People really love to give advice, regardless of whether or not it’s requested.
And we do this A LOT.
I’m single, and people often like to offer me advice on how I should find a man. I usually let people talk when they start because it can be rather entertaining—because obviously if I’m single, I’ve NEVER thought of any of these things. Allow me to elaborate with a handful of fun little examples:
Just find someone at church. This is always a go-to for people. I go to church, so I must be inclined to fall in love with some hunk who spends his Sunday mornings in the same building I do. Friends, it’s sweet you want me to meet a nice Christian man, but that might not be the place I find him. Plus, I do not go to church on Sunday mornings in search of a man. It’s not my focus, and I don’t think it should be. If that’s my reason for going to church, it would be time to re-prioritize.
What about someone in your running community? I love my friends who are runners, but I’m never dating a runner. There are some couples out there who met through running or who both compete, but that’s not for me. I want someone who has different interests than I do. I’m with me all day every day—I don’t want someone just like me. I want someone who doesn’t necessarily understand the oddities that come with being a runner but still tries to and supports me, anyway. And I want to be able to support him in other things, like some recreational sports league that he acts like will be covered by SportsCenter every night.
Have you tried online dating? No, thank you. I know this has been successful for a lot of people, but I also know a few people who have had to endure some nights and conversations with some strange birds. I’m not willing to risk my first date on someone who may or may not be anything like what his computer profile leads me to believe.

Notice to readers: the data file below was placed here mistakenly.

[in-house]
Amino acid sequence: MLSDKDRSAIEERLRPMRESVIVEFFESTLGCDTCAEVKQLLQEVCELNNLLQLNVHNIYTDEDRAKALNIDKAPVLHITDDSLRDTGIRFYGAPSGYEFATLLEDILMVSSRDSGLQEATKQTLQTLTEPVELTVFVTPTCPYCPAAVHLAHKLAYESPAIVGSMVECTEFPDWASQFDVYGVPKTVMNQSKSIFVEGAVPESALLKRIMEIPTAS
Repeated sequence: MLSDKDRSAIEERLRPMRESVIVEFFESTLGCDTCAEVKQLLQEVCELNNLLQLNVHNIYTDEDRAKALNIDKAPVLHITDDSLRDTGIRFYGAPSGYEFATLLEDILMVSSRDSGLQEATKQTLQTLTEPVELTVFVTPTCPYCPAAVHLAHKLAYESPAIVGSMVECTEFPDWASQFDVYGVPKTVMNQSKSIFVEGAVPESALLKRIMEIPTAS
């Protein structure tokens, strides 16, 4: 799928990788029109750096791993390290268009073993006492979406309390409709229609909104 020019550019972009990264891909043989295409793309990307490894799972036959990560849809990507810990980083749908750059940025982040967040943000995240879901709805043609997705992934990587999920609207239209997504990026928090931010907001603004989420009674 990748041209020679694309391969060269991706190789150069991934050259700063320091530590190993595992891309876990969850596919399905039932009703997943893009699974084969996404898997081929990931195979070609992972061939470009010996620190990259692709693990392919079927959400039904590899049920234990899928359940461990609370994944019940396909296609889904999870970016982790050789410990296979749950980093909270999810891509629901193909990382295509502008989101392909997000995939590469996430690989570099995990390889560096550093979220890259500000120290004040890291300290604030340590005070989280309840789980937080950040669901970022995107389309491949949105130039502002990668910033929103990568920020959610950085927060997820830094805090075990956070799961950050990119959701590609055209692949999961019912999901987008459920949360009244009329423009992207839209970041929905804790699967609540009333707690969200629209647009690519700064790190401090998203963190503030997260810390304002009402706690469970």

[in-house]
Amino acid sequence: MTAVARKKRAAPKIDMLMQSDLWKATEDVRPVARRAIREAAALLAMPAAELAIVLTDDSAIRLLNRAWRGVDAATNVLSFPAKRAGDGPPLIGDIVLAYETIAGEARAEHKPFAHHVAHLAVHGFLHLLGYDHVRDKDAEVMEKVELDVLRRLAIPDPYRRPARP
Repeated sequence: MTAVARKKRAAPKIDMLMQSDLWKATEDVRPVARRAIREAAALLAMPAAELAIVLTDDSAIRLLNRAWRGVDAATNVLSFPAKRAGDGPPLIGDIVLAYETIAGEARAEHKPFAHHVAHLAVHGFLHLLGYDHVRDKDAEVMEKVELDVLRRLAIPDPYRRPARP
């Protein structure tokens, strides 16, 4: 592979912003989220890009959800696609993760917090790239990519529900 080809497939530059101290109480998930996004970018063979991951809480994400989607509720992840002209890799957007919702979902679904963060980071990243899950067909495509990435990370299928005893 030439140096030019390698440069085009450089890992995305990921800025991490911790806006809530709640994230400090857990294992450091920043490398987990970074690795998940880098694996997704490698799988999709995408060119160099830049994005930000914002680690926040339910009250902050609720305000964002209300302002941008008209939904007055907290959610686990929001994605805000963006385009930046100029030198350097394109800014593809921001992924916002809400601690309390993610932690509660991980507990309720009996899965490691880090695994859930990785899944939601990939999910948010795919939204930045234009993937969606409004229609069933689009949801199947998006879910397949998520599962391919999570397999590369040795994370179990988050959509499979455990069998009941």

If you like a guy, just ask him out. When people say this to me, my initial response is always, “Do you even know me?” I can face my fears and be brave in a lot of aspects of life, but I truly struggle with this one. And THE STRUGGLE IS REAL. A few years ago, I made what I considered to be a valiant effort to ask a guy to go with me to a football game. He told me he had to do chores around his house. On a Friday night. I don’t know many single men who live alone and stay home on Friday nights doing chores that could likely be done on Saturday or Sunday. Maybe he was having the queen over for tea that weekend. Needless to say, I’m hesitant to receive another such response.
I understand that people are just trying to be helpful, but at the same time, I think it’s better to let me keep my head in the clouds. I still have that belief that somehow, someway, my life is going to turn out like all of those romantic comedies I love so much. And if it doesn’t, that’s alright, too. But I am not going to go seeking and actively trying to be calculative about securing a date for my brother’s upcoming wedding.
I know I’m probably not going to lose my voice to a sea urchin and make someone fall for me through my silence. I don’t plan on going to any royal balls anytime soon, so I likely won’t lose a slipper and have the prince search the entire kingdom for me. I’m not writing a column about how to get rid of a guy while he is secretly trying to make me fall for him. I don’t have intentions to travel to Alaska pretending to be engaged to someone, resulting in the two of us realizing we actually really love each other.
But a girl can dream.
I’m OK with the fact that I still believe in fairy tales. I’ve seen them happen to so many people around me, and I hope you never stop believing in them. They may not always happen the way we think they will or should, but life has a way of being magical and special on its own—because we have an Author writing our stories who knows what He’s doing a lot more than we do.
And that’s something that gives me hope that whatever happens will be better than anything any of us has dreamed of—ever.